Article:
RNL – Conquering King Kong

4.3.20 by Ryan Masteller

Look, I’m not up on my Kong lore (that whole narrative just doesn’t do it for me), but wasn’t King Kong a misunderstood animal that was captured, removed from his home, and transported to New York City for the entertainment of rich white jagbags? That doesn’t really sound like a thing I’d want to “conquer,” but I guess if the gigantic ape functioned more as a metaphor for seemingly insurmountable life obstacles, then it makes a little more sense. Still, I feel really bad for that monkey. He had it so unfair.

I guess it shouldn’t be a surprise for me then that the idea of “Conquering King Kong” really does serve as a metaphor here, as RNL, aka Berlin-based Jesse Farber, has dug through archives of material he recorded as far back as 1984 and as recently as 2019. What better way to process the passage of time and the buildup of psychic baggage than by sifting through the past and processing it (sometimes to an insane degree) until it all makes sense to you in the present in some form? That’s what Farber does: he tackles the King Kong of his past and wrestles that great beast to the ground until he can live with it.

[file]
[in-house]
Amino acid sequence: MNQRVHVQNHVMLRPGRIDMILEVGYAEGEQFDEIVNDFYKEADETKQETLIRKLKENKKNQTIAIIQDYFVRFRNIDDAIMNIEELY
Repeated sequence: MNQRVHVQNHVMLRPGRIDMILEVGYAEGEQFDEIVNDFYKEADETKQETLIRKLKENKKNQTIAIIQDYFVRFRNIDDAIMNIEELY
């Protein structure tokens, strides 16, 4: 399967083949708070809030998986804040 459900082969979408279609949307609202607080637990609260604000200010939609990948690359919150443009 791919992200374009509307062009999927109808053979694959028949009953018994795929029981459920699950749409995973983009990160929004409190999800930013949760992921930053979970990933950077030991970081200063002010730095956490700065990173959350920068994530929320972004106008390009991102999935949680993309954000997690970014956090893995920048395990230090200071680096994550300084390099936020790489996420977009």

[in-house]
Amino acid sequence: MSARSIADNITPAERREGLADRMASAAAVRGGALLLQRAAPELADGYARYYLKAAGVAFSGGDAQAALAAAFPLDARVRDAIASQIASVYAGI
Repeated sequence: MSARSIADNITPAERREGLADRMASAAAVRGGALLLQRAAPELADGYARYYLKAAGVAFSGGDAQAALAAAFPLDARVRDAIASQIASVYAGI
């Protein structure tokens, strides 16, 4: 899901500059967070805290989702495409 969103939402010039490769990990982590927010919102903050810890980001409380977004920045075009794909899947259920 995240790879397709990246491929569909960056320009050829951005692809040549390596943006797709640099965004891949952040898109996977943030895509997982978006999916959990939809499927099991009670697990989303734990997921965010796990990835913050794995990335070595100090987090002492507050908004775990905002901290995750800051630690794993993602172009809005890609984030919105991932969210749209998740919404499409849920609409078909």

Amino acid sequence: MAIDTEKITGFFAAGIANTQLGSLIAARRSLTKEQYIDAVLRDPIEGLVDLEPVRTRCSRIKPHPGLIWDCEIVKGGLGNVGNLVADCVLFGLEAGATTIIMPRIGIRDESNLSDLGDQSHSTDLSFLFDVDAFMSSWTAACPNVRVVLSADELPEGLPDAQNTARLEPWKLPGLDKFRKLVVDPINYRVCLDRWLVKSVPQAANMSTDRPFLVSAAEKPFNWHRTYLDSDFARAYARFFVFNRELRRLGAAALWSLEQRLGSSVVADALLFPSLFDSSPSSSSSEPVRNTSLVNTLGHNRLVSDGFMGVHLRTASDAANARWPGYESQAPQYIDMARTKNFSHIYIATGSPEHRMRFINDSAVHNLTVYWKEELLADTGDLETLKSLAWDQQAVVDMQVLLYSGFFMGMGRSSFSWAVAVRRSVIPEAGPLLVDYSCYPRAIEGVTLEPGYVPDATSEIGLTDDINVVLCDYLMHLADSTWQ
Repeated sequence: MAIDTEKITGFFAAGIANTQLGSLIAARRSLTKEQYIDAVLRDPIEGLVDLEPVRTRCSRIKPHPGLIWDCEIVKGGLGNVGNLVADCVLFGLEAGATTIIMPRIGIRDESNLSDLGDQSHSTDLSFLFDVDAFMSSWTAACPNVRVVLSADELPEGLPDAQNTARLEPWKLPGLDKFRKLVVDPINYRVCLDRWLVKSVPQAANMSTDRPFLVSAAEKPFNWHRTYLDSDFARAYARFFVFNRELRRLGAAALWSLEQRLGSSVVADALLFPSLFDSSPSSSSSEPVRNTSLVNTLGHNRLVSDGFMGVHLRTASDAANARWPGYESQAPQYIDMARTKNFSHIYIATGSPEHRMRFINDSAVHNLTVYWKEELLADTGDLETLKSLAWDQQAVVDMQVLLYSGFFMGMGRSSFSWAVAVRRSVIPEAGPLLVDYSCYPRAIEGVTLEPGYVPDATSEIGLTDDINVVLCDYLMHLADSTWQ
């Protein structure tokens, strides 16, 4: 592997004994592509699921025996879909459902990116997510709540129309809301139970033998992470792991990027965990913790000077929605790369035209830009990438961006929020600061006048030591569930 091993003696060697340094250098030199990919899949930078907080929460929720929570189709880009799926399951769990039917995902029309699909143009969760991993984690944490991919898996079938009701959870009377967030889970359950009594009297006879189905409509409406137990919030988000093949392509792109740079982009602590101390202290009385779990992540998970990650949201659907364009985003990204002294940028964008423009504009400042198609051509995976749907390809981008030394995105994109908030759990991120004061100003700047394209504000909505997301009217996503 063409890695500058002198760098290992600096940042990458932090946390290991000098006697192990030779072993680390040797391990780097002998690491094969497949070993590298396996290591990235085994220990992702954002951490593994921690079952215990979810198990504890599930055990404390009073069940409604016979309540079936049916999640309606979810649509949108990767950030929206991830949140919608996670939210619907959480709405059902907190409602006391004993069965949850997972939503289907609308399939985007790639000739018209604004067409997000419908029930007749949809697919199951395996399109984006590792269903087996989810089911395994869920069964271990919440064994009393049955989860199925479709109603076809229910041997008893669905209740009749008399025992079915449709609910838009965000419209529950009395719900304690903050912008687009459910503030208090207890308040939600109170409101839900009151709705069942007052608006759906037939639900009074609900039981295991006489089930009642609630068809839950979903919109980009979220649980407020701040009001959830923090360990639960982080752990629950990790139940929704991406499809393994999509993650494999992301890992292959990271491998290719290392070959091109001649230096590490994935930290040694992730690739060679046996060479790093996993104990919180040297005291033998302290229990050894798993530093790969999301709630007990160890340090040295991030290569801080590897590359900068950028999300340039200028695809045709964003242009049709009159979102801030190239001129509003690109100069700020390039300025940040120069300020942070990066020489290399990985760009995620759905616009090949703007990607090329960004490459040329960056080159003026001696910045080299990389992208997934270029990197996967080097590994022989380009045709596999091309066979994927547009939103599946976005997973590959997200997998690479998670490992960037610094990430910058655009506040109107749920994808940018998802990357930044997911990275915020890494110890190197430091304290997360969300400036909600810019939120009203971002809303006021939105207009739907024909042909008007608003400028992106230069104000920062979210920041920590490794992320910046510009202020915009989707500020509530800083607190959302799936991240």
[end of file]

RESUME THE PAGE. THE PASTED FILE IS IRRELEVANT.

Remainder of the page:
You hear that, naysayers? He COMES TO TERMS AND LIVES WITH the monkey. Poor movie monkey, shot down by helicopters and whatnot.

“Conquering King Kong” itself is a fascinating listen, as the tape is split into two lengthy suites with an intermission (“Interregnum”). “Eyeholes” begins with some excellent drone before it builds in intensity and volume, finally dropping out and breaking into warped rhythmic passages, finally ending on spectral ambience. “Chopping Off Every Finger” drops right into the rippling ambience, processed sound sources spiking and receding, then drifting through the ghosts of sonic architecture. Speaking of ghosts, digital squirts appear through a digital mist by the digital end, sounding like Pac-Man’s nemeses on the prowl.

RNL sounds like he’s conquered his past, his “King Kong,” by the end of this tape. Now let’s just hope he doesn’t get marooned on Skull Island for any length of time. 

“Conquering King Kong” is available in an edition of 100 from RNL / VONCONFLON.

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